We did have one additional issue when Little Miss started drinking cow’s milk. Shortly afterwards her cheeks and chin developed a bad eczema patch. I was trying to keep them coated in Aquaphor® but it wasn’t even slowing it down. I tried switching her to soy milk (which she loves anyway because it is like a melted vanilla milkshake) and those cheeks cleared right up.
-BATHS: Keep baths to every other day (at most) and use lukewarm water. Limit baths to 10-15 minutes if possible and wait until the end to use soap. Avoid bubble bath. (I’m such a fun-sucker.) All of these will help prevent the drying effects of bathtime. Oatmeal bath products alleviate itching for a short period of time and bath oils have shown no benefit. Pat baby dry after the bath and apply lotion as soon as possible.
-LOTIONS: Be willing to try a few different products to find what works best. You are looking for something without dyes and fragrances and you should be able to see a difference within a week of starting to use the lotion twice daily. The National Eczema Foundation has a list of products that have earned their Seal of Acceptance which is a good place to start looking if you are overwhelmed by the lotion aisle. When applying more than one product always go from medicated products to watery products (lotions) to greasy products (ointments) as the thicker ointments will keep out anything applied on top of them. (This rule applies for anytime you are applying skin products.) Petroleum jelly is the cheapest ointment you can use and it will do the job but it is also more sticky/messy.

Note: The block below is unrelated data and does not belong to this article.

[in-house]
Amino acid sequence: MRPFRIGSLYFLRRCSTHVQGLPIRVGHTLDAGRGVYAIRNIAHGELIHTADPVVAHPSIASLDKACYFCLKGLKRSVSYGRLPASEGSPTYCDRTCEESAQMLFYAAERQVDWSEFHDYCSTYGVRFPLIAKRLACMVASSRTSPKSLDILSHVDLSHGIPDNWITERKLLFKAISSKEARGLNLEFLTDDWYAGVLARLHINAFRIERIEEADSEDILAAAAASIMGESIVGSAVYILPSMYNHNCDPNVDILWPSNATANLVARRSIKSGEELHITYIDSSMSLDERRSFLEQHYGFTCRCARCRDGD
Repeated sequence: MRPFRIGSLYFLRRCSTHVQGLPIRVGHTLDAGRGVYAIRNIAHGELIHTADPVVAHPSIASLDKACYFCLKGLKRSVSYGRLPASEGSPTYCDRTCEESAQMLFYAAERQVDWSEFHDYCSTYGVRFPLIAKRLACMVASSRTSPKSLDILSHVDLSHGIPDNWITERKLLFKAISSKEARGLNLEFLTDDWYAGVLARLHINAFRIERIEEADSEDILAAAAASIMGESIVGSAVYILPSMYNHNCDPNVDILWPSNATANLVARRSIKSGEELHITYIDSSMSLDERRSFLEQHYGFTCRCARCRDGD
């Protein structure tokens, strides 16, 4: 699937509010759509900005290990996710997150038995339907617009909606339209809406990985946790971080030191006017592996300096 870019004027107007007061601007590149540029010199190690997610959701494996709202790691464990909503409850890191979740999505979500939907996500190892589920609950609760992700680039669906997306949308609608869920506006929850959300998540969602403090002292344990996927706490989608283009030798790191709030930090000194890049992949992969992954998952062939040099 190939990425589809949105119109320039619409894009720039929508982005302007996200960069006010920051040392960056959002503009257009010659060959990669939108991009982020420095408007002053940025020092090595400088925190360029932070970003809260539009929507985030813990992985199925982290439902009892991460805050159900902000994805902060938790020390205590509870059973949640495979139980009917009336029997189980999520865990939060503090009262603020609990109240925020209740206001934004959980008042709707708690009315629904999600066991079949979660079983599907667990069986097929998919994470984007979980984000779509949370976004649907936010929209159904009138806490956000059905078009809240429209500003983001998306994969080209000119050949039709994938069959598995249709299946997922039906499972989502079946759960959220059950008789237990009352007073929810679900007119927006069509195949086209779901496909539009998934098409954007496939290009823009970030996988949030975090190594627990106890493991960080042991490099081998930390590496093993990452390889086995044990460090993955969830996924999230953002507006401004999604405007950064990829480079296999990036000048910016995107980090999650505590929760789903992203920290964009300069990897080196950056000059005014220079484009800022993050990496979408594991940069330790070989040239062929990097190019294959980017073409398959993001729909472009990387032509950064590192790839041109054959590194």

-LAUNDRY: Consider buying a laundry detergent for sensitive skin to prevent irritation. Look for tagless clothing (the greatest invention ever) and wash new clothing before using.
-OTHER: Keep fingernails short to minimize scratching damage. Maintain comfortable temperature and humidity levels (through “thermostat manipulation” or dressing the child in light layers) to further prevent skin drying or irritation (due to sweating).
Phew! That was way too long. As a wrap-up I should note that these management tips are for mild cases of eczema only. You should always have your pediatrician confirm that the rash is eczema and that is does not need any further treatment. It is especially important to have anything that oozes, or otherwise looks infected, checked out.
If you would like more information, EczemaNet has in depth information on eczema all reviewed by dermatologists. The American Academy of Dermatology has some information on their site but it is harder to navigate and the American Academy of Pediatrics has a good summary.
So let’s throw this out there: Does your baby have eczema? What works for you?